Cholera outbreaks are recurrent in Cameroon and despite the efforts put together during epidemics, they are always associated with a high case fatality. Inadequate demand for health care is one of the major factors that might be responsible for the high case fatality. This study was conducted to describe the health seeking behaviour of suspected cases of Cholera in four health districts of the Far North Cameroon.
The authors conducted a health facility based descriptive study involving suspected cases of Cholera received in health facilities. Data was collected from August 2013 to October 2015 with the help of a questionnaire and analysis done by running frequency and calculating confidence interval at 95% with Epi Info version 3.5.4.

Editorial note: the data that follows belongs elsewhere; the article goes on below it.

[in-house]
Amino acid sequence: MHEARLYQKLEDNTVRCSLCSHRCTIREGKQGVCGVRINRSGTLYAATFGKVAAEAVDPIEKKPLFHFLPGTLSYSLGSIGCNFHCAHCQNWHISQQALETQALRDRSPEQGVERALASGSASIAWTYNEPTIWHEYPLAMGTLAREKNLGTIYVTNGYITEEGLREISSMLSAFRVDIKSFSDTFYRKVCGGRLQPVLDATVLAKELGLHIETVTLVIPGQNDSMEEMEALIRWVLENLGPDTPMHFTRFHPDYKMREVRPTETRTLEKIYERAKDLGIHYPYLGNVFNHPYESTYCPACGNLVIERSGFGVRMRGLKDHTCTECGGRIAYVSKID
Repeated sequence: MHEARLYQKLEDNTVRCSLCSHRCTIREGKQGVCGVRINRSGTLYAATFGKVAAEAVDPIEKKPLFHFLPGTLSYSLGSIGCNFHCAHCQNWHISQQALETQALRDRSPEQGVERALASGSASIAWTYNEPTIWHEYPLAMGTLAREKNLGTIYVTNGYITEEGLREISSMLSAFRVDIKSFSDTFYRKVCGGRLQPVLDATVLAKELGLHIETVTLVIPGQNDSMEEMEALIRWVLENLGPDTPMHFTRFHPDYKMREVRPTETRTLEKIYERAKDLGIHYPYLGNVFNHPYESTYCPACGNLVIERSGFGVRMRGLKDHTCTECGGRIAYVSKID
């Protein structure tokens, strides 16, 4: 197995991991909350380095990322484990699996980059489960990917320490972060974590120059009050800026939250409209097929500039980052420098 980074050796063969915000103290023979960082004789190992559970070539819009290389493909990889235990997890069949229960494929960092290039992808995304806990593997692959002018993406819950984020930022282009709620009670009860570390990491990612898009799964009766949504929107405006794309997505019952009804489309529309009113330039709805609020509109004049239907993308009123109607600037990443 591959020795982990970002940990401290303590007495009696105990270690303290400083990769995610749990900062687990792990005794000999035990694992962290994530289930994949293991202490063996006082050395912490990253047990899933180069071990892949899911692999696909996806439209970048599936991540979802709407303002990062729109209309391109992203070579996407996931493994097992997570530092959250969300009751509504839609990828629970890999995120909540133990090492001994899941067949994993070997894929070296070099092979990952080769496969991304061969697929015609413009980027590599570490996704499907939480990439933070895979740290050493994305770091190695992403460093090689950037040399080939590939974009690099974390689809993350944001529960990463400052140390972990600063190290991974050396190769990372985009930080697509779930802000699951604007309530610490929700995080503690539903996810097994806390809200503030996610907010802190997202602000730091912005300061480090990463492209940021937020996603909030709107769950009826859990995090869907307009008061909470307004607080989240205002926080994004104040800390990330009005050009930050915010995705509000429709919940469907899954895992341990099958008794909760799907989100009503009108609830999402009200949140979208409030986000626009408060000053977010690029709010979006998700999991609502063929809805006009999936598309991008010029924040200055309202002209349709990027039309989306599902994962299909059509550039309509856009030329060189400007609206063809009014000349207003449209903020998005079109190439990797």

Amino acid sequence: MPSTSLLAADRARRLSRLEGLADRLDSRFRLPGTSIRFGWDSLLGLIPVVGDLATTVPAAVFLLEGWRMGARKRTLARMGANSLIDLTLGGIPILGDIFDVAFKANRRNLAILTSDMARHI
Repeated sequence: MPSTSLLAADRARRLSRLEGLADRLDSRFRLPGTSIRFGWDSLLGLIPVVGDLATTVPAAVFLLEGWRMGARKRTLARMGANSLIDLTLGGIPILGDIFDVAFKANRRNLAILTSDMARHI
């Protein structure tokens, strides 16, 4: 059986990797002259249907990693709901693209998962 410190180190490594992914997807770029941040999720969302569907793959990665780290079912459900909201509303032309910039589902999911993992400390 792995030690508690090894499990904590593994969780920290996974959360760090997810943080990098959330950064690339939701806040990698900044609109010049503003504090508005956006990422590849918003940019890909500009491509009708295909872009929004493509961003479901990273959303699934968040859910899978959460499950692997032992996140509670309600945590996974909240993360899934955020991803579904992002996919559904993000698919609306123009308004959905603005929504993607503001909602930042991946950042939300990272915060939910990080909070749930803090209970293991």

A total of 1849 cases were enrolled, with 997 (53.9%) being males. 534 (28.9%) were children under the age of 5 and 942 (50.9%) were above the age of 14. About 373 (20%) of diarrhoeal patients arrived in the health facility more than 2 days following the onset of diarrhoea, with 916 (50%) of them being seriously dehydrated. Also, about 624 (34%) of these patients had sought treatment elsewhere before coming to the health facility where they were enrolled, and about 86% of them did not received ORS. Taking 2 or more days after diarrhoea onset or taking more than 1 hour to travel from home to health facility was associated with severe dehydration in patients.
The delay between the onset of diarrhoea and seeking treatment from a health provider determines the seriousness of suspected cases of Cholera in the Far North Cameroon. While conducting an anthropological study to understand reasons why a health provider is not the first option during diarrhoeal episodes, the study recommends that a system of community case detection and reference to health facilities should be put in place during Cholera outbreaks to minimize its case fatality rate.